We left camp at 7:30 pm, reached the summit around 12:30 pm and returned to camp around 3pm. We were back on campus at 6:30. ~SPEED RECORD~!!!
SENIORS CLIMB STORIED/LEGENDARY/FABLED MT HOOD (almost)
After they'd readujsted to post-graduation time, a group of eight seniors, accompanied by some of the finest leaders that money can buy, went up for a couple of days on "la montana."
What this trip was about:
--Bonding as a group of newly-graduated students.
--Learning about snow dynamics and snow stability.
--A lodge to ourselves
--A little bit of maybe sneaking into the kitchen for Rice Krispy Treats.
Unfortunately, this trip was also about forty mile per hour winds and sub-freezing temperatures. That can kind of slow you down when you're trying to walk up a mountain.
Once again we planned a climb for June (rather than May) as a way to take advantage of the longer days and better weather. Our group left Portland on Monday June 14th at 11:30 am and drove up toe Timberline Lodge where we got geared up for snow school. We began the school about 1:15 and ran until a bit after 5:30 pm. We began with a short course on snow stability testing and moved on to digging pits, a discussion on various methods of snow travel, self arrest, and then ropework. The weather was quite nice and we had incredible views of the mountain.
We drove down to the Mazamas Lodge and were able to park right in front, making loading and unloading a breeze. The lodge personnel were very kind and we were the only guests present. We reviewed the forecasts and looked at the telemetry from 6000’ and 7000’. Indications were that it was to be cold and breezy in the morning. Very breezy.
We woke up to even breezier forecasts and telemetry.
From the beginning, our pace was slow. The wind was strong and increased as we gained elevation. Combined with sub-freezing temperatures, the atmospheric conditions were pretty difficult. We had a long break about 500 vertical feet below the top of the Palmer, where we had a good look at the rising clouds. Conditions were deteriorating fairly quickly as wind gusts were sometimes making us unstable on our feet! We pushed onto the top of the Palmer where we were able to find respite from the wind behind the snowcut.
The leaders decided to give students an opportunity to turn around.
6 of us went up, 6 went down.
The go-downs called our amazing limosuine driver on the cell phone and went back to Mazama lodge and had a nap.
The 6 remaining climbers proceeded up through the wind. We went as high as 500 feet below the hogsback, the sunlight chasing us as we rose. The weather, boots banging shins, and the lack of psych on the potential for a summit finally go to everybody and we took a long break, listening to music and watching the clouds roll by before we decided to come down.
The descent went well (glissading galore!) after some icy moments up high. We were back at the bus in time for the afternoon snowstorm.
From the Spring 2010 Caller
George Thompson ’64 has launched into retirement after spending 25 years at Catlin Gabel—first as a student, then as a teacher and counselor. He’s become a familiar presence on campus, with his service dog, Cairo, receiving almost as much daily love and attention as George gets.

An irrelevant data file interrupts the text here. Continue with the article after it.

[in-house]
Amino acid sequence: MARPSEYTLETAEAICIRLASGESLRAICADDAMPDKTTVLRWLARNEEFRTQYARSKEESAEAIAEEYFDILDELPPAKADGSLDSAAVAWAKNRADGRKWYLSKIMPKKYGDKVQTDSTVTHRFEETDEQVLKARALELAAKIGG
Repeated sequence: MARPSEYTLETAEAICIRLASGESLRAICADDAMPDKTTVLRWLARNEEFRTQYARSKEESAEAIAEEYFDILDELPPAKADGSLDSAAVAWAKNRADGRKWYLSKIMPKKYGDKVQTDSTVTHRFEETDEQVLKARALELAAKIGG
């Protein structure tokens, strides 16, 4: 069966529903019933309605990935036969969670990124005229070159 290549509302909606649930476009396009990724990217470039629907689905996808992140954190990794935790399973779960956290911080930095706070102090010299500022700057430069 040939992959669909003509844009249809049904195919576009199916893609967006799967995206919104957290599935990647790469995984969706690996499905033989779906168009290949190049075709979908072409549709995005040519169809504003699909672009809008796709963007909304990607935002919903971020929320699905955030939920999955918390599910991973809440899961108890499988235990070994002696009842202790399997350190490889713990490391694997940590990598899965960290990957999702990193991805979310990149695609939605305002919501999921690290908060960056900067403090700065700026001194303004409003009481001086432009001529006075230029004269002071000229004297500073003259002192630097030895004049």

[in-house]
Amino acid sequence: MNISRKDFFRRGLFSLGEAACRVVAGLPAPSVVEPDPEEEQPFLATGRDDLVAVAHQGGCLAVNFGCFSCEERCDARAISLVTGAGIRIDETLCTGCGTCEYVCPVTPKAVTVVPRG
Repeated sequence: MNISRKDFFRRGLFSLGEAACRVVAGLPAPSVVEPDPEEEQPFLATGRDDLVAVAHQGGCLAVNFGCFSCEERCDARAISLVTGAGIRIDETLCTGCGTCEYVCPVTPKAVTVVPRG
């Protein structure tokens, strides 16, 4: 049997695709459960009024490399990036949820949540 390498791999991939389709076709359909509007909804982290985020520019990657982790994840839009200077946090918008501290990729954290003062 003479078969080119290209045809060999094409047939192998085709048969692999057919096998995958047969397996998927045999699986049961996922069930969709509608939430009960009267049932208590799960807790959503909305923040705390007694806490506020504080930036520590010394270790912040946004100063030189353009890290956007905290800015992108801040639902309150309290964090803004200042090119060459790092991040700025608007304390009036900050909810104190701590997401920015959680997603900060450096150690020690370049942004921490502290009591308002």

By Eddie Friedman '10
From the Spring 2010 Caller
There are bad days and good days in and for the Catlin Gabel Student Association, the CGSA, of which I am president this year. On bad days the CGSA seems to me like an appendix. It started when the school needed a group to process and carry out the tasks of the community that other student or faculty organizations could not. On bad days, the CGSA feels a little vestigial, and like a sharp abdominal pain above the right hip of the (student) body.
Eddie Friedman will attend Brown University this fall. He admits that he may have taken a few liberties with the facts of the actual functions of the various organs he mentions, for the sake of beauty and aesthetic unity.
By Spencer White
From the Spring 2010 Caller
Our heads fill these days with reports of environmental degradation, the unraveling of indigenous communities, and the harsh realities of human conflict on our globe. I find this overwhelming and sometimes downright scary. I can only imagine how these problems make my 11-year-old students feel as they move through school, becoming more aware every year of the issues we, or they, will live through. Regardless of the life paths our students choose when they leave Catlin Gabel, they will face a world characterized by ever-increasing communication and collaboration with international communities. Technology has brought us the ability to maintain relationships and conduct business with people just about anywhere on the globe, at any time of the day. How our students engage in these relationships— in essence, their diplomacy—is of great importance to our world.
“Looking back in my journal I see how I have really never felt a connection with someone that far away from home before.” —Catlin Gabel student traveler
“I really care about conserving water. I mean I did it before, but not nearly as much as I do now.” —Catlin Gabel student traveler
“I was really surprised when I got back at the sheer amount of resources we use every day, how easy it is for us to have a hot shower, and how we take so much for granted.” —Catlin Gabel student traveler
“There is no real way to explain what has changed about me. What I can say is that the way I see things is as if I am seeing it on two planes, two perspectives. I see things the way I see it from Costa Rica and from the U.S.” —Catlin Gabel student traveler
By Alma Siulagi '10
From the Spring 2010 Caller
As my childhood years faded into the past, the conviction that I would one day change the world dissipated. With the slow creep of reality reducing my options, I resorted to crossing my fingers in hope of stumbling upon another fabulous passion.